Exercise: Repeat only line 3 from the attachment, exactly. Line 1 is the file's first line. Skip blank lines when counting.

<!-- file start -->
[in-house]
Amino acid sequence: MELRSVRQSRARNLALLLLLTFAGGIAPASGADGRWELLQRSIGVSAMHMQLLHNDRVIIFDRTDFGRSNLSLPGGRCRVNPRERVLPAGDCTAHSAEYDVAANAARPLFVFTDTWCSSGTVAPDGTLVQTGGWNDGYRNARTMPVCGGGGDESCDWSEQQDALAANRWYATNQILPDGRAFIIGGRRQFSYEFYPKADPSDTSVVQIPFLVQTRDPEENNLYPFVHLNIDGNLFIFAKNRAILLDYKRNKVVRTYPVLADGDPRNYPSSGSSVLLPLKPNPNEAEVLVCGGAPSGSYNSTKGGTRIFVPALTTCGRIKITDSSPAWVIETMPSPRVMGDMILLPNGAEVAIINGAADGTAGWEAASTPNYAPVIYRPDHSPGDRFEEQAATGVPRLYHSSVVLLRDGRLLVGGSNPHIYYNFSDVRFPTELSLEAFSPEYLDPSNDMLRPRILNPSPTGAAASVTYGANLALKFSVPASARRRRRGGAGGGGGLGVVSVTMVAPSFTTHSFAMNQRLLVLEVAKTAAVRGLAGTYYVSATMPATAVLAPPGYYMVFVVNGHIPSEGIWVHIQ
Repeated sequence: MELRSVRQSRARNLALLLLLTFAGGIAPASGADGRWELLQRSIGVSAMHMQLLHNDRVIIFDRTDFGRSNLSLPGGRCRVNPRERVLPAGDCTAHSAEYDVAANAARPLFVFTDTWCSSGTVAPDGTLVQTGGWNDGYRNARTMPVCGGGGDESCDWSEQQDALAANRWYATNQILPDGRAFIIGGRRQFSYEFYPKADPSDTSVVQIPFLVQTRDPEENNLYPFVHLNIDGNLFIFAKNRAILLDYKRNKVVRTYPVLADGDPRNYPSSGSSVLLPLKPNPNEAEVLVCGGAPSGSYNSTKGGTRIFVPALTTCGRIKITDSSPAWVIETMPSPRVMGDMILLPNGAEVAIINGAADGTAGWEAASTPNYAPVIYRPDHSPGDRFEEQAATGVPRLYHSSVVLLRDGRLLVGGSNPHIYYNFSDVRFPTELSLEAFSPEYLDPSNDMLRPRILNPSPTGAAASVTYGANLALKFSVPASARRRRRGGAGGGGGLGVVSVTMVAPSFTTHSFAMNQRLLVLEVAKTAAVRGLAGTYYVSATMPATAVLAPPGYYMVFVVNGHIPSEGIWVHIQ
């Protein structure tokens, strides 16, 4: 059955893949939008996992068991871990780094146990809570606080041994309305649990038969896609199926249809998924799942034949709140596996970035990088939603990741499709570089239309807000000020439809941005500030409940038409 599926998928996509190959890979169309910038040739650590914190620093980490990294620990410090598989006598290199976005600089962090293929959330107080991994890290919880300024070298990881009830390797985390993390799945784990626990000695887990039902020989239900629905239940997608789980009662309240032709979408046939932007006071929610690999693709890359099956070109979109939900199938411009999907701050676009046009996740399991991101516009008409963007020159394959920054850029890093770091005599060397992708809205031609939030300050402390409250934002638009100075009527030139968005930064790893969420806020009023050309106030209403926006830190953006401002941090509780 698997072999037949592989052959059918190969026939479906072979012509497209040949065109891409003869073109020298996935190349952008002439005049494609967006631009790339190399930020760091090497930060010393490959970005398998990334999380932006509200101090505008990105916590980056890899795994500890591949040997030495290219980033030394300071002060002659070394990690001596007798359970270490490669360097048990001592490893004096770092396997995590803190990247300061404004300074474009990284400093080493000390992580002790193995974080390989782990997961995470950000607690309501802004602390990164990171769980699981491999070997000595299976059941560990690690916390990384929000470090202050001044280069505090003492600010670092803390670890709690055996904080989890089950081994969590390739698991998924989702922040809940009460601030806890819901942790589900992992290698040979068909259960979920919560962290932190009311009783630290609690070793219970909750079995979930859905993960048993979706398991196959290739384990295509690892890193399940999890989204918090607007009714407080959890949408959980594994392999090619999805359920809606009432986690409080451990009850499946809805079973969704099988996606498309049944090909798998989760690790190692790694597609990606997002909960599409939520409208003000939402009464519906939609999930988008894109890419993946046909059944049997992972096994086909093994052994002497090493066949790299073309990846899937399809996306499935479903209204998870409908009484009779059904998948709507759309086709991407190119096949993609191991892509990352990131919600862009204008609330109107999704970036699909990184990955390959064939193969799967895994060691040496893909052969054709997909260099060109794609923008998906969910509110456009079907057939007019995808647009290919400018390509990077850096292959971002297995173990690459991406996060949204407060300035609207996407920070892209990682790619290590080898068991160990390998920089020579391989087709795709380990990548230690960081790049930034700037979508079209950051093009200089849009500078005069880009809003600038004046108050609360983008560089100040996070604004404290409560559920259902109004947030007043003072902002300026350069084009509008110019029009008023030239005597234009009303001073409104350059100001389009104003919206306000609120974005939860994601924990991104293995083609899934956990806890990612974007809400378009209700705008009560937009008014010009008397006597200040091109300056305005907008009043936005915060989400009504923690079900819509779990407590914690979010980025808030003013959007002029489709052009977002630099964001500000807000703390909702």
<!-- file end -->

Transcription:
Repeated sequence: MELRSVRQSRARNLALLLLLTFAGGIAPASGADGRWELLQRSIGVSAMHMQLLHNDRVIIFDRTDFGRSNLSLPGGRCRVNPRERVLPAGDCTAHSAEYDVAANAARPLFVFTDTWCSSGTVAPDGTLVQTGGWNDGYRNARTMPVCGGGGDESCDWSEQQDALAANRWYATNQILPDGRAFIIGGRRQFSYEFYPKADPSDTSVVQIPFLVQTRDPEENNLYPFVHLNIDGNLFIFAKNRAILLDYKRNKVVRTYPVLADGDPRNYPSSGSSVLLPLKPNPNEAEVLVCGGAPSGSYNSTKGGTRIFVPALTTCGRIKITDSSPAWVIETMPSPRVMGDMILLPNGAEVAIINGAADGTAGWEAASTPNYAPVIYRPDHSPGDRFEEQAATGVPRLYHSSVVLLRDGRLLVGGSNPHIYYNFSDVRFPTELSLEAFSPEYLDPSNDMLRPRILNPSPTGAAASVTYGANLALKFSVPASARRRRRGGAGGGGGLGVVSVTMVAPSFTTHSFAMNQRLLVLEVAKTAAVRGLAGTYYVSATMPATAVLAPPGYYMVFVVNGHIPSEGIWVHIQ